Like Frank Lampard, John Terry is exactly the kind of man you would want around the club, helping the next generation, encouraging the current one, and all the while, being comfortable with a reduced squad role. Lampard and Terry are – as the saying goes – Chelsea through and through, and at their age would happily accept a more ‘managed’ match scheduled.

It just seems crazy that Chelsea would want to be rid of these players to readily. Factor in also that Chelsea, once abundant with leaders, are now noticeably lacking them. While the array of talent in the squad hasn’t decreased over the past decade, the amount of big personalities definitely has.

Chelsea were praised last season for the way their replaced their legends, in footballing terms. Out went Cech, in came Courtois. Out went Ashley Cole, in came Azpilicueta. Out went Lampard, in came Fabregas. Out went Drogba, in came Costa. Legends of that stature are impossible to properly replace but on the face of it Chelsea didn’t do a bad job. But what they have failed to replace in recent years is their loss of leaders. Even losing big personalities like David Luiz along the way has only made the situation worse. Chelsea’s vice captain currently is Branislav Ivanovic, a man who doesn’t exactly scream of ‘Winston Churchill’.

Delving further into the squad and where are the leaders coming from? Gary Cahill? Cesc Fabregas perhaps? The options grow thin and Chelsea need to recognise that. They will feel the force of losing the voice of the dressing room, the personality of the club, the identity of an entire era at Stamford Bridge. If they take that for granted and if Terry isn’t properly replaced, Chelsea could seriously lose their way over the next few years.

VieiraJust look at Arsenal. Once renowned for a squad full of big powerful players and big powerful personalities. The likes of Thierry Henry, Sol Campbell, David Seaman, Martin Keown, Gilberto Silva, Dennis Bergkamp, Patrick Vieira, Emmanuel Petit, Jens Lehmann used to grace the Arsenal dressing room, like Chelsea’s big generation of leaders, with many playing alongside one another for a number of years. They underestimated the importance of real leadership at the club, and as the big personalities started to disappear, so did Arsenal’s title credentials.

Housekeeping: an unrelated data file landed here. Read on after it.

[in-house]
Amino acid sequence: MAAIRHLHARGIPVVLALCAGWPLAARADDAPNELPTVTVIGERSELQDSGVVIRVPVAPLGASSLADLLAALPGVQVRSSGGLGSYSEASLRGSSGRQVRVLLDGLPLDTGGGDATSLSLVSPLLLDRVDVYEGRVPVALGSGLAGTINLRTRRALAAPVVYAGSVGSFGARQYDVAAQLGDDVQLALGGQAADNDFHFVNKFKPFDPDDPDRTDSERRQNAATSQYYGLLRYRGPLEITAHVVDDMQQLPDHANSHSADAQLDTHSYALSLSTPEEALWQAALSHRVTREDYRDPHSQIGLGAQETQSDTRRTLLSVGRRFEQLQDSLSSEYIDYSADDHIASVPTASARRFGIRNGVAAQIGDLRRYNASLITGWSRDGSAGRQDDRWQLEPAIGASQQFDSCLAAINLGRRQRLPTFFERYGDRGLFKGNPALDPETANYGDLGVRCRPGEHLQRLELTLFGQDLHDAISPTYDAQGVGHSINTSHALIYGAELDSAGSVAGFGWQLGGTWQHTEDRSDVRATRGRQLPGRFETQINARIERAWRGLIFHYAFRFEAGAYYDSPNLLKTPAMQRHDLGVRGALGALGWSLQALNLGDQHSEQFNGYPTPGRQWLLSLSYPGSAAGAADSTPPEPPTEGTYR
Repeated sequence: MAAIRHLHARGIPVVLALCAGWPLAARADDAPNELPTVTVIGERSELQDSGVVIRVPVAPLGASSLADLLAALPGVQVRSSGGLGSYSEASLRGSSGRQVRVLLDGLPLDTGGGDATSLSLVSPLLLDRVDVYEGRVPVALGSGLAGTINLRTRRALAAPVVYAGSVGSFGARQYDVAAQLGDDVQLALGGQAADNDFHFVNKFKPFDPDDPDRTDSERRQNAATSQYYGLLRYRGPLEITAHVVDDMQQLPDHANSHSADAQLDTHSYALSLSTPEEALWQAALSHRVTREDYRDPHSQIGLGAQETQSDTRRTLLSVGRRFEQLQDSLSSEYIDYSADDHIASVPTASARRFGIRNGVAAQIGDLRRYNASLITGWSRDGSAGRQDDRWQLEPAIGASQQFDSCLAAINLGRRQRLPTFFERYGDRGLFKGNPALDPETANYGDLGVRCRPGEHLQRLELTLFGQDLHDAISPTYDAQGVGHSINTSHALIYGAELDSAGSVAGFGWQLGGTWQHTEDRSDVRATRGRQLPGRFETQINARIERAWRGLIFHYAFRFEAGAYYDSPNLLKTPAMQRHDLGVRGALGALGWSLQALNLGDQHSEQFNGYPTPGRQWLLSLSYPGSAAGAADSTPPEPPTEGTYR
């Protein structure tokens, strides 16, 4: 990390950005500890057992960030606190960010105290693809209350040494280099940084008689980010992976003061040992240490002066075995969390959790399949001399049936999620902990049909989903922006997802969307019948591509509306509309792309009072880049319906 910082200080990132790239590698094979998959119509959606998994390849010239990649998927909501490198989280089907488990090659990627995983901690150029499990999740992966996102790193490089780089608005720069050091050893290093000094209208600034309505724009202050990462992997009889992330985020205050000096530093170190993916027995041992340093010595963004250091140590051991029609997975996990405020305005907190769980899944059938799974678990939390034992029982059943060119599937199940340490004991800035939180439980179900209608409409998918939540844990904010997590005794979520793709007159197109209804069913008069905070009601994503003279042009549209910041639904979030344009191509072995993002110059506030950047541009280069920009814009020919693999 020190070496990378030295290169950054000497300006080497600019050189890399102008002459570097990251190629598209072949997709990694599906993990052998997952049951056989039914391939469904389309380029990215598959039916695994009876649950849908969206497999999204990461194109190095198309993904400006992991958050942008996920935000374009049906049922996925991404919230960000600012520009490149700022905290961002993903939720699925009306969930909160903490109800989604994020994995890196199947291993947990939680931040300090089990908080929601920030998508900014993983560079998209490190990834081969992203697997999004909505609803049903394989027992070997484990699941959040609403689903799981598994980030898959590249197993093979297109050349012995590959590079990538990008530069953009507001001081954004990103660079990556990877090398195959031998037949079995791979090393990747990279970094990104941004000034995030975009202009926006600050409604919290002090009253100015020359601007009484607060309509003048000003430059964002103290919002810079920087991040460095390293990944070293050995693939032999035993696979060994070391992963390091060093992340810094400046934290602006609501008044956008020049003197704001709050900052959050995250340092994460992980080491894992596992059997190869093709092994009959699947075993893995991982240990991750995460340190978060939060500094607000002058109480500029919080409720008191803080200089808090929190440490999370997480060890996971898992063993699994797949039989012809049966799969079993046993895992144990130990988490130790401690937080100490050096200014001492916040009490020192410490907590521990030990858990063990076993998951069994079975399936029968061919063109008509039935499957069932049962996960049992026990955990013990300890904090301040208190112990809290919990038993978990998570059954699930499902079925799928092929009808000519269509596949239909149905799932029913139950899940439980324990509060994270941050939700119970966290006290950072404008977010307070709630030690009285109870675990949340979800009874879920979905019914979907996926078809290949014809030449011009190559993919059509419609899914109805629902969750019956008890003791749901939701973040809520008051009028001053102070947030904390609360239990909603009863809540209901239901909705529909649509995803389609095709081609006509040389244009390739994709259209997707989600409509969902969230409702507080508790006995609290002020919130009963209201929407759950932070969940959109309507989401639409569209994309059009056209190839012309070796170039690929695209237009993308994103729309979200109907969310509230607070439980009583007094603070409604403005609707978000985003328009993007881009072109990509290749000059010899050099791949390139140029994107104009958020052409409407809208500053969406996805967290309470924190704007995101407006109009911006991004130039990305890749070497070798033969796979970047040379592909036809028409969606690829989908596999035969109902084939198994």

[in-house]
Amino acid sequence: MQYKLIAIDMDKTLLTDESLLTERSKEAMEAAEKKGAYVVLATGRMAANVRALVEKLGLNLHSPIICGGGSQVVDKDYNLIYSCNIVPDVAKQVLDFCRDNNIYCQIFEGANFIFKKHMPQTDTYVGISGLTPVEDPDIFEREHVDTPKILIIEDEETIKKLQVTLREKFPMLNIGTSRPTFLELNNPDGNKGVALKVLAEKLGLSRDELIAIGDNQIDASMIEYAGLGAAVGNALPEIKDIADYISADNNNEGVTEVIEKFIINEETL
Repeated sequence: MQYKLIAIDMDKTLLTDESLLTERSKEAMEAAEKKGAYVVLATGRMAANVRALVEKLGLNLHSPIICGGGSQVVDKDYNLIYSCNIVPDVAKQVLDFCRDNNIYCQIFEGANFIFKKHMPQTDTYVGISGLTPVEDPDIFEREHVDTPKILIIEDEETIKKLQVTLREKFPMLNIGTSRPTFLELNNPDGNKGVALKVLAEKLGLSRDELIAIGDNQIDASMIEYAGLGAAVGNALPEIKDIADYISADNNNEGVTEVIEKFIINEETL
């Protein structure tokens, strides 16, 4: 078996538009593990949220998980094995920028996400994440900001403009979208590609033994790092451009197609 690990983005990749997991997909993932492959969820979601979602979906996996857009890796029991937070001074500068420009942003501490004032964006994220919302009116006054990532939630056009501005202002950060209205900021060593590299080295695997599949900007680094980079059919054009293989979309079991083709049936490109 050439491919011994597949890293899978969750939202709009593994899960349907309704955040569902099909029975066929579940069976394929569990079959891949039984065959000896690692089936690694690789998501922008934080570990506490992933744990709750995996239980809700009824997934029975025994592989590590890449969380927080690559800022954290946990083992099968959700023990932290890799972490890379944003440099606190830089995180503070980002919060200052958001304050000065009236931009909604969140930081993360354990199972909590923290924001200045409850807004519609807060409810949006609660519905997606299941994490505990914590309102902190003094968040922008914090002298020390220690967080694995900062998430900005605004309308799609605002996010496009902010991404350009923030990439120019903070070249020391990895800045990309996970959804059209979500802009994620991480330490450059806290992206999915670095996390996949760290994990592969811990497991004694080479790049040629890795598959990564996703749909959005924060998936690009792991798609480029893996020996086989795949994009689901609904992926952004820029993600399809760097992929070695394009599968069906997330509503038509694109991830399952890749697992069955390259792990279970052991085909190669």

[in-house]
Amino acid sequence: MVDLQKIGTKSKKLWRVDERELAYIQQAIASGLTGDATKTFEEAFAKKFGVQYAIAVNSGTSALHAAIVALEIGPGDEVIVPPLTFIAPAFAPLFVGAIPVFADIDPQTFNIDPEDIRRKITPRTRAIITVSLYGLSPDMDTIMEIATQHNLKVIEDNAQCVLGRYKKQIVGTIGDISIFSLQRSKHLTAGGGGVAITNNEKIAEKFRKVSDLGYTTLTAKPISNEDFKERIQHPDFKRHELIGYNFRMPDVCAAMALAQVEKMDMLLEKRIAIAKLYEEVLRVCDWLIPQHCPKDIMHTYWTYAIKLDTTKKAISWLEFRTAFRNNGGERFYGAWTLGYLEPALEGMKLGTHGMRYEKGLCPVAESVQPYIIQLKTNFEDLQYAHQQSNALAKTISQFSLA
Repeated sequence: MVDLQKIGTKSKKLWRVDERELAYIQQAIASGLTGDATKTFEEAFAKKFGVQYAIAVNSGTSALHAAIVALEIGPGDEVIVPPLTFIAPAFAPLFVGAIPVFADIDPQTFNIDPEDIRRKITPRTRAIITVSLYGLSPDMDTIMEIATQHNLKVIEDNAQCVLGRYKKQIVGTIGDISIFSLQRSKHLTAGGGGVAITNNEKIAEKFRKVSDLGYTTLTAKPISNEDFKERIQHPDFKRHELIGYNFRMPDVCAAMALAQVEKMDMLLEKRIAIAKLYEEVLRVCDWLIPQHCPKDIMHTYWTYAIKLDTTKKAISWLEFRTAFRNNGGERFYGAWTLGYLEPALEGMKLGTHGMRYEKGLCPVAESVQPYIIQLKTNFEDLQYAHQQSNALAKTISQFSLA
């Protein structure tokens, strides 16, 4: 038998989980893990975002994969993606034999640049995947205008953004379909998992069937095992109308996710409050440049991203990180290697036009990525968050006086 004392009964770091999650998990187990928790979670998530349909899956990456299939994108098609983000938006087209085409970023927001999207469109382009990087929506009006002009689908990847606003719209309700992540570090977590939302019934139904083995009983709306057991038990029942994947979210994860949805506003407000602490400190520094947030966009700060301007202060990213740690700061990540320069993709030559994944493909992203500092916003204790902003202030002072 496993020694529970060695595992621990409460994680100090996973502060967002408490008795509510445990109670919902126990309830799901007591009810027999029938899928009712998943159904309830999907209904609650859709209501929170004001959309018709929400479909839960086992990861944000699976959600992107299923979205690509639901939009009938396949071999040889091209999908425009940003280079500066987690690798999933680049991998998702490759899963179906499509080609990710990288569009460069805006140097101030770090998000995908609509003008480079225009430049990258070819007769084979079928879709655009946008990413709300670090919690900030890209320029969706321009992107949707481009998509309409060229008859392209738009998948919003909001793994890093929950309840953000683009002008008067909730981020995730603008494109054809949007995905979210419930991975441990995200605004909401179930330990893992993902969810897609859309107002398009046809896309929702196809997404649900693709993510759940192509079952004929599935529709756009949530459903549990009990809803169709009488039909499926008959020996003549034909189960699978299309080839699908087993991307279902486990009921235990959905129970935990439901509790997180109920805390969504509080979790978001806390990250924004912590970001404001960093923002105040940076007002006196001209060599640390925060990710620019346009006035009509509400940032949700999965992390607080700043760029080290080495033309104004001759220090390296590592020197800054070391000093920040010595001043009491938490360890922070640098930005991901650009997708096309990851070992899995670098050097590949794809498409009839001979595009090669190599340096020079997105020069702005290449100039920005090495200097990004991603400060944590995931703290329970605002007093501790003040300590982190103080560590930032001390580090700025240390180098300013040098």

Arsenal have never particularly had a less talented starting XI than any of the title winners in the last decade, but their lack of leaders in the team began to make a difference and become something of a problem. The release of Patrick Vieira marked the beginning of the end for the impenetrable, undying – and even for a season invincible – Arsenal that made them so feared.

Losing these characteristics will often go hand in hand with the loss of leadership. After getting rid of the likes of Vieira, Henry, Bergkamp and Campbell (and importantly, not replacing them adequately) Arsenal have failed to mount a title challenge since that lasted past March.

Since Fergie’s departure, Man United have been leaderless (and rudderless) and their status as a force in Europe continues to dwindle.

Chelsea need to learn from the lessons of the past and mustn’t make the same needless mistake of underestimating the importance of quality leadership. Although, it appears it’s too late. John Terry seems to believe he won’t be offered a new contract, and while he might be hurting because of it, long term it will only damage the team he’s leaving. Chelsea will enter next season utterly leaderless, with a brand new manager on show for them to chew up and spit out within 18 months.

The circus goes on for The Blues it seems. Strange decisions, topsy-turvy seasons, and a lot of press coverage. Now, for the first time, Chelsea will have to do it all without John Terry. This day was always going to have to come, but the question is; why have the Champions decided to bring that day forward?

It seems bizarre, but then things at Chelsea are rarely any different. They are about to lose one of the best players in the league (on his day), they’re about to lose certainly one of the best of centre backs this country has ever seen and they’re about to lose possibly the most important man in their history and without a doubt the greatest leader they will ever come across. I hope they’re prepared.